2. Alcohol and drug relations are interactive and relational: they are always learnt through self and others and grounded into groups, networks and contexts which shape the everyday experience. As the groups change, so the experiences change. Changing drug and alcohol patterns must be in part a matter of changing groups and contexts. But there are many pathways into these relational webs – and likewise many pathways out of them.
3. Alcohol and drug use are always changing and contingent- they are always on the move. Change is ubiquitous and over periods of time, the drifts of change become more noticeable. Drug users and people who use alcohol have ‘careers’; they drift into and out of their patterns Drinking and drug use may be much less compulsive and driven than we are usually led to believe.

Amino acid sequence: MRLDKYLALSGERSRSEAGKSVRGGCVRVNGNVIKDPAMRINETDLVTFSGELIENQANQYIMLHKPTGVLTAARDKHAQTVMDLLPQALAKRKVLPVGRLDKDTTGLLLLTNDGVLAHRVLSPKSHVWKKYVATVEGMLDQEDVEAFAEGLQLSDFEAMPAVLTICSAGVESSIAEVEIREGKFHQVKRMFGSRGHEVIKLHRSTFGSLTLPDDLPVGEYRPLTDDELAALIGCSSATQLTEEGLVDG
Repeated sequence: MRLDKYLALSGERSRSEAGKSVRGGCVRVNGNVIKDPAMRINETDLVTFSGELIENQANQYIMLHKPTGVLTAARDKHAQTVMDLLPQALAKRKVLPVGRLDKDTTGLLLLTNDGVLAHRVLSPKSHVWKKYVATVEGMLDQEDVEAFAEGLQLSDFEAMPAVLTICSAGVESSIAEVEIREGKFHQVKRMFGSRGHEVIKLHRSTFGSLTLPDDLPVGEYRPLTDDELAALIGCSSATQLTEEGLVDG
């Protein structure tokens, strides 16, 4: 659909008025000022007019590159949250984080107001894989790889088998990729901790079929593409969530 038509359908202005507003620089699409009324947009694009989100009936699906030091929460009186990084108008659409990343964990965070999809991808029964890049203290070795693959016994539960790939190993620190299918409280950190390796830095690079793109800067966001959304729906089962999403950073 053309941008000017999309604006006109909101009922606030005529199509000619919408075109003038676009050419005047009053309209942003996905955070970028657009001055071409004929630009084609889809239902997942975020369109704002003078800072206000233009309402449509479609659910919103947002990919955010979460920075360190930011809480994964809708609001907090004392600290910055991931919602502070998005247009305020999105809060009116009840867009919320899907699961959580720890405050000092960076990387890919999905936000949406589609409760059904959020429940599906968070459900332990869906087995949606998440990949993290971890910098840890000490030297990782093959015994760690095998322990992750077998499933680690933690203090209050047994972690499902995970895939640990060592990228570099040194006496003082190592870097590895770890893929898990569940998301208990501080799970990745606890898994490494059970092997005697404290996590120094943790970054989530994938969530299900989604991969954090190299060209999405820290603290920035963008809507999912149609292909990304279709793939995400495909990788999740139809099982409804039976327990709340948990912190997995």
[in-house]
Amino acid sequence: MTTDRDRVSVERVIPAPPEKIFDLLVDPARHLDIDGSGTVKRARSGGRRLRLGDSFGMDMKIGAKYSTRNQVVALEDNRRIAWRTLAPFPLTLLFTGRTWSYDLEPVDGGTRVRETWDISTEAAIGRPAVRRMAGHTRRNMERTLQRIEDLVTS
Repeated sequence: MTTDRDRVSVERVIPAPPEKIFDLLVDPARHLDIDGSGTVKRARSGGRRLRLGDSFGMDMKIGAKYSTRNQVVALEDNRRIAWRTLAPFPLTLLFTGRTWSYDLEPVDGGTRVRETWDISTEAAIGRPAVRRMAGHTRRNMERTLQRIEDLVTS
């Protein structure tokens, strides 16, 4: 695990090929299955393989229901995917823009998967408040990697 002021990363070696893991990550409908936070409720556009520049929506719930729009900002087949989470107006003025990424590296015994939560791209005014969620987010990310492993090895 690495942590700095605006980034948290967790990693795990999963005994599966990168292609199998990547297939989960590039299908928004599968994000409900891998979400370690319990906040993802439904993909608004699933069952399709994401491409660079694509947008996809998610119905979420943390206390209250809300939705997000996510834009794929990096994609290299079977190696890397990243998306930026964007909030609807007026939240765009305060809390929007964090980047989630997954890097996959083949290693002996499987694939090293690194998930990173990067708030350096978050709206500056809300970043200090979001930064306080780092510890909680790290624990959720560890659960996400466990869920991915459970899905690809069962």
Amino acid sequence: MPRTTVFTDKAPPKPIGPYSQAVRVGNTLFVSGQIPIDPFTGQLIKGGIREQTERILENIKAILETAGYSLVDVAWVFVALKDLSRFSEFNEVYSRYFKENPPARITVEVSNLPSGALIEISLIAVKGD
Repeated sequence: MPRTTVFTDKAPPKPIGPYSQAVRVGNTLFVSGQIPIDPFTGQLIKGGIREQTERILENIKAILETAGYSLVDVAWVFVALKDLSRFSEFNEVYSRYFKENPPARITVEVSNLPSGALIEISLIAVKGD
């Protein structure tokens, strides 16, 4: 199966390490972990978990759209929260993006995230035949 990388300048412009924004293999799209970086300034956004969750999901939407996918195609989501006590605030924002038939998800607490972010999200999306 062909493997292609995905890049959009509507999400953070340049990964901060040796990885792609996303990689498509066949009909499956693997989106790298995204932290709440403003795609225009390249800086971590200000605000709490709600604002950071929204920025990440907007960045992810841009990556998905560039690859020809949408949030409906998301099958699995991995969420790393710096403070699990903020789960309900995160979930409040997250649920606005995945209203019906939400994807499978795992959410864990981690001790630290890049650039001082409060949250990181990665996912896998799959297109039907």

A Background note: I am usually a voracious reader but this talk has drawn from experience rather than reading. But as a sociologist for 40 years, I obviously bring to my study a whole set of theoretical understandings drawn from sociology and my wider thinking. Broadly, my own work falls under the heading of a pragmatic, symbolic interactionist who has journeyed into critical humanism. In my earliest formulations I highlighted the significance of symbolic life, meaning construction and story telling; the importance of self, dialogue and others; the inevitably of change – process, emergence, flow and contingency; as well as the practical and grounded nature of social life. To this I have also added the presence of plurality and multiplicities in social life and the significance of emotional embodiment. My version of humanism – which I call critical humanism – draws from this continuing pragmatic tradition but adds to it a focused concern with humanity (the human, the humane, the humanities, the humanitarian) and makes explicit its value base lines of social justice, human flourishing, care, practical life and hope.